- Continue with the current policies vis-à-vis Gaza and the status quo in the West Bank These are solid and reasonable policies in light of the complexities of the situation. If the threat from Gaza rises and it becomes clear that Hamas does not want to or is incapable in exercising a monopoly over the use of force from Gaza, Israel will have to be prepared to take harsher measures to protect its citizens, including forcing Hamas to give up its control of the Strip.
- Refrain from moving towards unilateral concessions disguised as ‘separation’ from the Palestinians. This is a dangerous idea as it ignores the Palestinian narrative and may lead to greater Palestinian terror while simultaneously causing higher tensions within Israeli society.
IRAN, RUSSIA AND RELATIONS WITH THE US
On most other National Security challenges there are very limited differences between the parties. Israel will have to: keep fighting against the threats emanating from Iran in Syria and elsewhere in the region – especially against Iranian efforts to improve Hezbollah’s rockets; continue to oppose the Iranian nuclear deal and cooperate with Washington in an effort to bring Europe on board; cooperate with Russia to maintain its freedom to operate against Iran in Syria; keep fighting against the attempt to delegitimise and boycott Israel and expose the antisemitic nature of anti-Zionism; keep and deepen the strategic relations with the United States while trying to stop the process that turns relations with Israel into a partisan issue; and further enhance cooperation with the pragmatic Arab states – both those with whom Israel has a peace agreement and with those whom it does not.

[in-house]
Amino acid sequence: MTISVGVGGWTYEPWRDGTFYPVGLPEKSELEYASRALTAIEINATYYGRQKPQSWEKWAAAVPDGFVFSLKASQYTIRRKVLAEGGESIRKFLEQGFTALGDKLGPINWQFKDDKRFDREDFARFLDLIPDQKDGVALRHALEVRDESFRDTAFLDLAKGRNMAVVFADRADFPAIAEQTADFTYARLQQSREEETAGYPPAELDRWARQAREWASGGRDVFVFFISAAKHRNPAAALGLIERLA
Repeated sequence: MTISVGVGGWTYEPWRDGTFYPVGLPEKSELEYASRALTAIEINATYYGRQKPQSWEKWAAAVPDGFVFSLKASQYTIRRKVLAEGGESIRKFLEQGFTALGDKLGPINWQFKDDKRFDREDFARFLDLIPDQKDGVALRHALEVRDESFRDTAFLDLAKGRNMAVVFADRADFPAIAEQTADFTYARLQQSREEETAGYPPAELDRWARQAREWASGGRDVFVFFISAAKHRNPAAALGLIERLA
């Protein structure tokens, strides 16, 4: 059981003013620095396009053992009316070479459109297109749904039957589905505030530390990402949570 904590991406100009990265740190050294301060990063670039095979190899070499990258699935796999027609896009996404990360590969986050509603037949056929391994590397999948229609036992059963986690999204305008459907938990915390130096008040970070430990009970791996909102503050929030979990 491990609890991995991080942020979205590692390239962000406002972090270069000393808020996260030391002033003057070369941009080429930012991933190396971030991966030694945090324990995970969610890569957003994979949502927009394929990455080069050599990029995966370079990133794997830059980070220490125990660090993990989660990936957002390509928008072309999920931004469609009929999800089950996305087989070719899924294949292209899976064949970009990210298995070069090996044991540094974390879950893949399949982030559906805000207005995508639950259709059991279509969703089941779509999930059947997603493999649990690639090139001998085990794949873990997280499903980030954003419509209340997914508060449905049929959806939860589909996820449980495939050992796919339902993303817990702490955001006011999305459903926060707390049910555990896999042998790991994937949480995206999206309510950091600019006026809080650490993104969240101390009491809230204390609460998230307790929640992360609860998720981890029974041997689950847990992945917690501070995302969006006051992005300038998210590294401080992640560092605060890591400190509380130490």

THE PRAGMATIC ARAB STATES
These pragmatic Arab states share the same view of the region and identify all radicals – from extremists such as ISIS, Al Qaeda and Iran’s leadership to those Muslim Brotherhood influenced states and entities such as Qatar, Turkey and Gaza – as dangerous threats. Israel should try to convince these pragmatic states to use the expected Palestinian rejection of the American peace plan as a justification for having closer ties with Israel. This may eventually help in pushing the Palestinians to adopt a more realistic approach towards the peace plan.
With the growing pressures on the Iranian regime and on the Palestinians (both the PA and Hamas) the probability of escalation might grow significantly. This means that Israel must continue to spend more on improving its military readiness and maintaining its superiority in intelligence, air, cyber and armed forces. This requires that the Israeli economy continue to flourish and that domestic unity is restored after what has been a bitter elections period. At this point the chances that such unity will emerge seem limited, but politics, and especially Israeli politics, have always been full of surprises.